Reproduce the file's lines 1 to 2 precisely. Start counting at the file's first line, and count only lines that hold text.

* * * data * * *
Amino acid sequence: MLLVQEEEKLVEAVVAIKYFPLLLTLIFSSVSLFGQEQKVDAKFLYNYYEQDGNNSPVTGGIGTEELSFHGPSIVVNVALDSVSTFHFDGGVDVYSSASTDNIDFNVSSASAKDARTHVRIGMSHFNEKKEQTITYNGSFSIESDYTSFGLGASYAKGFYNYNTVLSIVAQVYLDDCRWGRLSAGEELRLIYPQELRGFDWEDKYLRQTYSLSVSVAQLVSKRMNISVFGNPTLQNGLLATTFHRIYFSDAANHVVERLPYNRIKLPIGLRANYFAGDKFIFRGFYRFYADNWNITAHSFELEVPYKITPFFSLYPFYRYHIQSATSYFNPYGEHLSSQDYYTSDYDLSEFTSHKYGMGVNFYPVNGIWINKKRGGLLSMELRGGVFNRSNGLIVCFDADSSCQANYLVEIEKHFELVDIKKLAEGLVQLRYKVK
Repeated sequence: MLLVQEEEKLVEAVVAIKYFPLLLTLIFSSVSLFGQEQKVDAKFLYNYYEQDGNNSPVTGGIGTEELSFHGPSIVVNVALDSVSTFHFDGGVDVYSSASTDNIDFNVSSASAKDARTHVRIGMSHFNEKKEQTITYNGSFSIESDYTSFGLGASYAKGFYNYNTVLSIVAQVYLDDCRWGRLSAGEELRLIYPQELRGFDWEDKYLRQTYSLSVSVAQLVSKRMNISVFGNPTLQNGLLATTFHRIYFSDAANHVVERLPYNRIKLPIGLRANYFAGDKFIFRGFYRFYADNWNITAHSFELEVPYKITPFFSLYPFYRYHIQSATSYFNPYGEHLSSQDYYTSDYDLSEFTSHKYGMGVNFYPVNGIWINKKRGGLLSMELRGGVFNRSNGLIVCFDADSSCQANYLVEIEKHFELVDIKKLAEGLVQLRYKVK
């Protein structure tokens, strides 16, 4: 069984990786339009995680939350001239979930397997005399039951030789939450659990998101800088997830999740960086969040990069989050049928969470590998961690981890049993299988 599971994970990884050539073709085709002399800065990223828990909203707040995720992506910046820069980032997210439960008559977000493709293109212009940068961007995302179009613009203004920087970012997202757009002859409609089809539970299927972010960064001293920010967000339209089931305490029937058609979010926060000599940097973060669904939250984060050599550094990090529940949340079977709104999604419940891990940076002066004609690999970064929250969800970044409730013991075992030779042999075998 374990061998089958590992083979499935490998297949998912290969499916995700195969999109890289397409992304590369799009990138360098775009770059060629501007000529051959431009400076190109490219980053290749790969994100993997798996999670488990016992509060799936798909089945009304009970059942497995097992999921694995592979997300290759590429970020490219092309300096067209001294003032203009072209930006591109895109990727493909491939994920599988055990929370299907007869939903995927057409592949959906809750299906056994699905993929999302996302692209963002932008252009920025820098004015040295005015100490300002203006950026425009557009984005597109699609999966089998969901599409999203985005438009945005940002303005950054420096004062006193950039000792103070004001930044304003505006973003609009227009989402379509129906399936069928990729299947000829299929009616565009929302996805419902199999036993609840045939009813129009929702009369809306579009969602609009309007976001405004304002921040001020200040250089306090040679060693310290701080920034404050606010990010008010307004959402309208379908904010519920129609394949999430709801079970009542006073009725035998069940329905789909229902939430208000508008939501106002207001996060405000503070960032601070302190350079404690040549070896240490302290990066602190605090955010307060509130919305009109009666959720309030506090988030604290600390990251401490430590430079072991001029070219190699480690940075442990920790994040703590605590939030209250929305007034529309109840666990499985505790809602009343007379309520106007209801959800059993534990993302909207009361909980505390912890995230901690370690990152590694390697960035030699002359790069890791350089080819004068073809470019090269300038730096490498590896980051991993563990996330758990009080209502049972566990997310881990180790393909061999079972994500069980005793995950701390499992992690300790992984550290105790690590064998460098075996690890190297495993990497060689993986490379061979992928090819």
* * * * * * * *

Amino acid sequence: MLLVQEEEKLVEAVVAIKYFPLLLTLIFSSVSLFGQEQKVDAKFLYNYYEQDGNNSPVTGGIGTEELSFHGPSIVVNVALDSVSTFHFDGGVDVYSSASTDNIDFNVSSASAKDARTHVRIGMSHFNEKKEQTITYNGSFSIESDYTSFGLGASYAKGFYNYNTVLSIVAQVYLDDCRWGRLSAGEELRLIYPQELRGFDWEDKYLRQTYSLSVSVAQLVSKRMNISVFGNPTLQNGLLATTFHRIYFSDAANHVVERLPYNRIKLPIGLRANYFAGDKFIFRGFYRFYADNWNITAHSFELEVPYKITPFFSLYPFYRYHIQSATSYFNPYGEHLSSQDYYTSDYDLSEFTSHKYGMGVNFYPVNGIWINKKRGGLLSMELRGGVFNRSNGLIVCFDADSSCQANYLVEIEKHFELVDIKKLAEGLVQLRYKVK
Repeated sequence: MLLVQEEEKLVEAVVAIKYFPLLLTLIFSSVSLFGQEQKVDAKFLYNYYEQDGNNSPVTGGIGTEELSFHGPSIVVNVALDSVSTFHFDGGVDVYSSASTDNIDFNVSSASAKDARTHVRIGMSHFNEKKEQTITYNGSFSIESDYTSFGLGASYAKGFYNYNTVLSIVAQVYLDDCRWGRLSAGEELRLIYPQELRGFDWEDKYLRQTYSLSVSVAQLVSKRMNISVFGNPTLQNGLLATTFHRIYFSDAANHVVERLPYNRIKLPIGLRANYFAGDKFIFRGFYRFYADNWNITAHSFELEVPYKITPFFSLYPFYRYHIQSATSYFNPYGEHLSSQDYYTSDYDLSEFTSHKYGMGVNFYPVNGIWINKKRGGLLSMELRGGVFNRSNGLIVCFDADSSCQANYLVEIEKHFELVDIKKLAEGLVQLRYKVK